People from black, Asian and minority ethnic groups, without a related donor, often have difficulty finding a good match from volunteer registries because most people registered are white. Tissue types rarely match across the different ethnic groups.

Black, Asian and minority ethnic groups have about a 4 in 10 (40%) chance of finding a suitable match from a registry.

This figure is lower if you’re mixed race. Organisations and charities are trying to recruit more donors from all ethnic groups.

Cord blood banks have increased the chances of black, Asian and minority ethnic groups finding a suitable donor. Matches can now be found for most people.


Before donating stem cells

Before donating stem cells, donors are given counselling so they know what’s involved. Donors will then be asked to sign a consent form. Even after signing a consent form, the donor has the right to change their mind about going ahead with the donation.

All information about the donor will be kept confidential. No information can be shared without their permission. These rules apply to related donors and unrelated donors. Donors are looked after by different doctors from the one looking after the person waiting for a transplant.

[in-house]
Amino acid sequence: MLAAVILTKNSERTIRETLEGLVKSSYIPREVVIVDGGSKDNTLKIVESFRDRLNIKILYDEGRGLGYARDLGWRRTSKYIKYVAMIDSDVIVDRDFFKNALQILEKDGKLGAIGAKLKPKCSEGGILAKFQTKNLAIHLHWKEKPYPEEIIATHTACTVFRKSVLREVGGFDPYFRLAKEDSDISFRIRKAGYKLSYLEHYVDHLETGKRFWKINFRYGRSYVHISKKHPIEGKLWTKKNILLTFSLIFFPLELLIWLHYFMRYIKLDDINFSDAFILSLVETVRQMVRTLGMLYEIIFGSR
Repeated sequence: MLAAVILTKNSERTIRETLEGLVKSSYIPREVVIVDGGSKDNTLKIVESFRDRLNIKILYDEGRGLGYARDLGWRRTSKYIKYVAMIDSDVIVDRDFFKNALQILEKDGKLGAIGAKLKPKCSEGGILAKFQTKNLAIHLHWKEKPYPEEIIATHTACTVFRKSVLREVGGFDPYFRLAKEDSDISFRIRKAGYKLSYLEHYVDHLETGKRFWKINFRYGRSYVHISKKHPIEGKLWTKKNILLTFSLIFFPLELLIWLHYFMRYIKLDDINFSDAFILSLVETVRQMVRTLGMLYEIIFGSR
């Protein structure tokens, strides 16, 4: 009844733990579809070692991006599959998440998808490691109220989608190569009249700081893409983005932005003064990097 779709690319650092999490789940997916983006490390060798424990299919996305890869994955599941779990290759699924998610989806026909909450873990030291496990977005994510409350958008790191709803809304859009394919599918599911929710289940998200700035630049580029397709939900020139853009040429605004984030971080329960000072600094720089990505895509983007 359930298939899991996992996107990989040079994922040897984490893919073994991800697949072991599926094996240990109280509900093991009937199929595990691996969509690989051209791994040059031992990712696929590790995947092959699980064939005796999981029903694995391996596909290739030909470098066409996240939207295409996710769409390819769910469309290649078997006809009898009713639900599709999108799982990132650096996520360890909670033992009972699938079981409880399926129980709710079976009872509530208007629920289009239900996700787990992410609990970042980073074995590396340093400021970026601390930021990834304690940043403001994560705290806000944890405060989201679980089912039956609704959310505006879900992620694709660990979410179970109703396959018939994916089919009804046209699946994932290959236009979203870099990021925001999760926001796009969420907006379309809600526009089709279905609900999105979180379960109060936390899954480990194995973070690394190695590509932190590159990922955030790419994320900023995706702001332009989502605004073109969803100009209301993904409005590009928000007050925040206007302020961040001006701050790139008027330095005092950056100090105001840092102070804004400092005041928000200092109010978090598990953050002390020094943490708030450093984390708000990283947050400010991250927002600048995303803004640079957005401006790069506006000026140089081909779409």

The donor will have tests to make sure that the procedure is safe for them. These can include a chest x-ray, an ECG and a weight check. Blood tests are then taken to check their general health and to check for infections including HIV, hepatitis and cytomegalovirus (CMV).

Female donors may be asked to take a pregnancy test before donating.

Stem cells can be collected either straight from a donor’s blood or from their bone marrow.


Collecting stem cells from the blood

Mobilising the stem cells

The donor has daily injections of a growth factor (G-CSF) for several days before collection. Growth factors stimulate the bone marrow to make stem cells and increase the number of stem cells which move from the marrow into the blood (mobilise). The growth factor is given as a small injection under the skin (subcutaneously). The donor can be taught to inject themselves, or they can go to their GP or hospital to have injections.